Lukas Podolski’s timely intervention against Anderlecht on Wednesday evening may just have rescued Arsenal’s flat-lining season, but perhaps it will not be enough to revive his career with the club.
Podolski smashed in a last gasp winner for Arsenal to ensure they recorded an underserved and unexpected victory in Brussels, having been a goal behind with only a minute of the regulation 90 minutes remaining.
It was a reminder for Arsene Wenger, who was celebrating his 65th birthday, of what Podolski can produce if given the time, even if it was just six minutes on this occasion, and the Arsenal manager maintains the German is part of his plans.
Wenger waxed lyrical about the striker’s experience and goalscoring prowess following the triumph over Anderlecht, but his decision to replace Danny Welbeck with Joel Campbell is a pretty good indication of Podolski’s long-term prospects.
If Wenger really values Podolski as highly as he suggests then he would have been introduced sooner against Arsenal’s Belgian opponents, rather than being thrown on in desperation with all other plans exhausted.
His lack of match fitness following World Cup winning exertions in the summer was cited as a reason for Podolski playing less frequently than he would like, but there have been no such problems for the other Germans in the Arsenal squad.
This week Podolski responded to a link to Tottenham by claiming “hell would freeze over” before he would leave the Emirates Stadium for White Hart Lane, which is certainly the right retort to appease supporters.
He won’t join Spurs, fine, that’s understandable, and for a player who spends most of his time on the bench, Podolski would seem to be incredibly loyal.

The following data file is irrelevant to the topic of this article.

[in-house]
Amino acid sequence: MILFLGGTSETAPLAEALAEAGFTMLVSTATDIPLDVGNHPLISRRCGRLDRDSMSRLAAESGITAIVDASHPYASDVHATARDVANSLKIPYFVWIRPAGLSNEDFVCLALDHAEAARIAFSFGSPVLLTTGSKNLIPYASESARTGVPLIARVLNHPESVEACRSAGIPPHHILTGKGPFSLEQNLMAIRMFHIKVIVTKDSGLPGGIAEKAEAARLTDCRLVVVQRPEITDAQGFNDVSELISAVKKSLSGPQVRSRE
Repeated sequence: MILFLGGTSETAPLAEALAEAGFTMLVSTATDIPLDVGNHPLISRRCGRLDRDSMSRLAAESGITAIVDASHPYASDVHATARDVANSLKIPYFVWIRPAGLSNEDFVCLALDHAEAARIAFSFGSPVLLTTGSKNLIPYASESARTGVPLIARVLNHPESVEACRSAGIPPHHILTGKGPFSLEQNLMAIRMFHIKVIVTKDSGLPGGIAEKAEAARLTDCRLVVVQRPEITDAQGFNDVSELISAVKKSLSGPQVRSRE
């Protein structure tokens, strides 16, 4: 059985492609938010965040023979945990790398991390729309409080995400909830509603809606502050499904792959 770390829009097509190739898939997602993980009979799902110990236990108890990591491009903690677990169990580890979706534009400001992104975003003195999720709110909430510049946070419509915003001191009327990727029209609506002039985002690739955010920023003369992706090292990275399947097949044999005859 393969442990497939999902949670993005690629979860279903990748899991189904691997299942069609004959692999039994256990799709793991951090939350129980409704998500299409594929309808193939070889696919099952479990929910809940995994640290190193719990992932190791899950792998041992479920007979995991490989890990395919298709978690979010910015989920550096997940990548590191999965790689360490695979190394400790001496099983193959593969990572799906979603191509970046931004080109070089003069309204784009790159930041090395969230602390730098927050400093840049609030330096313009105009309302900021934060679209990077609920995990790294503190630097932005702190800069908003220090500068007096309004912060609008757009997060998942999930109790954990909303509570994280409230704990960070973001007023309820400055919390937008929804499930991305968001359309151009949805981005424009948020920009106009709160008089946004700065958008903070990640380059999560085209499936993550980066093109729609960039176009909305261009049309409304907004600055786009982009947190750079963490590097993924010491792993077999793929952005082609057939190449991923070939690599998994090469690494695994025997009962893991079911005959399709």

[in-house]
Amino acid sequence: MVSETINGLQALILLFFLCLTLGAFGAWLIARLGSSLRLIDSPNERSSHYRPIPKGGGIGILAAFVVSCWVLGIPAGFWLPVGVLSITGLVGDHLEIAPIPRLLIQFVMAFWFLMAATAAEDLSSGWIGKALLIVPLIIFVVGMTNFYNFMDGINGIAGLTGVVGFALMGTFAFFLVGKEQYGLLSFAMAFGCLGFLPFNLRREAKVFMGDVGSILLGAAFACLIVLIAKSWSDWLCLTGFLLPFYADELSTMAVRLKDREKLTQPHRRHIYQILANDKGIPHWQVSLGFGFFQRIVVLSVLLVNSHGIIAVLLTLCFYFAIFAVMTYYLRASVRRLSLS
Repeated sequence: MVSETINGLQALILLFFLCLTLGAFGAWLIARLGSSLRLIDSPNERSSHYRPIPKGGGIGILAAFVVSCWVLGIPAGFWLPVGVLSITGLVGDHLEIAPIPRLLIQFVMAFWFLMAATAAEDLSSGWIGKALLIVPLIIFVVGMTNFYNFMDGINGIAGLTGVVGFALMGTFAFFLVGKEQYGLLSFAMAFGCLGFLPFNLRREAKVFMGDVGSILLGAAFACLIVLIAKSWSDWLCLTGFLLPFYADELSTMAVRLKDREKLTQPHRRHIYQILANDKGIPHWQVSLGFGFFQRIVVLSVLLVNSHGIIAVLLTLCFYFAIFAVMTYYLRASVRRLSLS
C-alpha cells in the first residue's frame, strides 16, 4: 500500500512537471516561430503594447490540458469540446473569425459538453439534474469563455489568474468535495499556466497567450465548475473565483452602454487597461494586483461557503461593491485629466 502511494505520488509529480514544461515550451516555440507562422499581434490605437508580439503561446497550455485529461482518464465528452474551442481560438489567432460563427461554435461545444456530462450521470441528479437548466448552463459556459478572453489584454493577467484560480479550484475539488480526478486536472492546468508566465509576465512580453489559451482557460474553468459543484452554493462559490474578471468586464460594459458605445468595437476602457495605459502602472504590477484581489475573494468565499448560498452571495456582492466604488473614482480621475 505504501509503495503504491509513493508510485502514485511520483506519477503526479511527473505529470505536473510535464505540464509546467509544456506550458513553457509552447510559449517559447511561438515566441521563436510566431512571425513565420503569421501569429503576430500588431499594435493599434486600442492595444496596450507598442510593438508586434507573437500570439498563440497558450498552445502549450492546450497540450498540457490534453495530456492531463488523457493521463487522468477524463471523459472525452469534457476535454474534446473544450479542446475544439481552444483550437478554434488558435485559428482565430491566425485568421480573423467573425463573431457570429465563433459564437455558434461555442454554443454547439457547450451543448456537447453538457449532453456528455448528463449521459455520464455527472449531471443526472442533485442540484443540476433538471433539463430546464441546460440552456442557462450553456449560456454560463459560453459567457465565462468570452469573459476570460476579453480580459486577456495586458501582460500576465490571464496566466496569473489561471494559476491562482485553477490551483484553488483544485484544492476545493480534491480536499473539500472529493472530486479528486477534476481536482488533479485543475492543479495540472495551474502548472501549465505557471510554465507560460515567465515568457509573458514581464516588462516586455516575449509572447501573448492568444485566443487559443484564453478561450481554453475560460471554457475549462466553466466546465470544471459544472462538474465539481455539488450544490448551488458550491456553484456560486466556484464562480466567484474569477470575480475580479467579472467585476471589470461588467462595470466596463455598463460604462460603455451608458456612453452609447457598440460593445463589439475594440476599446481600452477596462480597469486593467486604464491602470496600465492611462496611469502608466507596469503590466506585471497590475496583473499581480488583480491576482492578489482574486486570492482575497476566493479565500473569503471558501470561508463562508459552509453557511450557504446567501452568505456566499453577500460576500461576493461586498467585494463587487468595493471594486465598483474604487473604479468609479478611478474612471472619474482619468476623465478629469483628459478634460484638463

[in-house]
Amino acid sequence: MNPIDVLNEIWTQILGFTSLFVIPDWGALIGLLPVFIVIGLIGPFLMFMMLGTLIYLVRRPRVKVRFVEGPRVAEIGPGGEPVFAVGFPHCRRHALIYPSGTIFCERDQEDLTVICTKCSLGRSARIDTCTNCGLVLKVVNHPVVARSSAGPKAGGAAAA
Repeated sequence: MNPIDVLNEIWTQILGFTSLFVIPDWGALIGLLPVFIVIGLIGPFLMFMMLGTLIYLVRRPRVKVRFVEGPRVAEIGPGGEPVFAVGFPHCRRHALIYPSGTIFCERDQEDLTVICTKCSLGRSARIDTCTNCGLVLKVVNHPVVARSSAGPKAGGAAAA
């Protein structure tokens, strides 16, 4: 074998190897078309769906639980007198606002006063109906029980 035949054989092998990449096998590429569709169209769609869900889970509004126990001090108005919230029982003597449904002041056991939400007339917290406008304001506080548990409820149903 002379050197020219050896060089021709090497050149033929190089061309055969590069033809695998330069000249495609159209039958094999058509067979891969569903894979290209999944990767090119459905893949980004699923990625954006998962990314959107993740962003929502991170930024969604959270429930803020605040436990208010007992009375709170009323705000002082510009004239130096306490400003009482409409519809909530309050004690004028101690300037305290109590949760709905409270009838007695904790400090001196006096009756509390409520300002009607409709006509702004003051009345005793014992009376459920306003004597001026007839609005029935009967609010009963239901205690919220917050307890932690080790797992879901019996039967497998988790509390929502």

But, as Wenger likes to point out, he is a veteran of 115 appearances for Germany. Perhaps he ought to have greater ambitions than to watch from the sidelines and entertain fans with his antics on social media. He’s not Emmanuel Frimpong, for goodness sake.
Podolski’s goalscoring record for Arsenal, albeit not spectacular, is acceptable at 29 strikes in 75 games and should be enough to earn him a move to a side of similar standing. His time in north London is heading towards a natural end, even if Wenger suggests otherwise.
He will be 30 next summer and his career will be in need of a new direction, and he unquestionably deserves a role of greater prominence. A regular starting place at Arsenal is beyond him, and pastures new surely await.
Podolski has been a solid performer for Arsenal but, when he does leave, will be regarded as yet another player from which Wenger has not been able to extract his best form. There aren’t many clubs where someone with his body of work is third or fourth in line for a starting role, which perhaps says as much about the manager as the player.
Wenger has never been able to find a role for Podolski and, at best, he has been a dispensable member of the Arsenal first-team. These days he is simply a man made for a cameo appearance, and Arsenal may need one or two more of those before the season’s end. But it should not be enough to prevent his departure.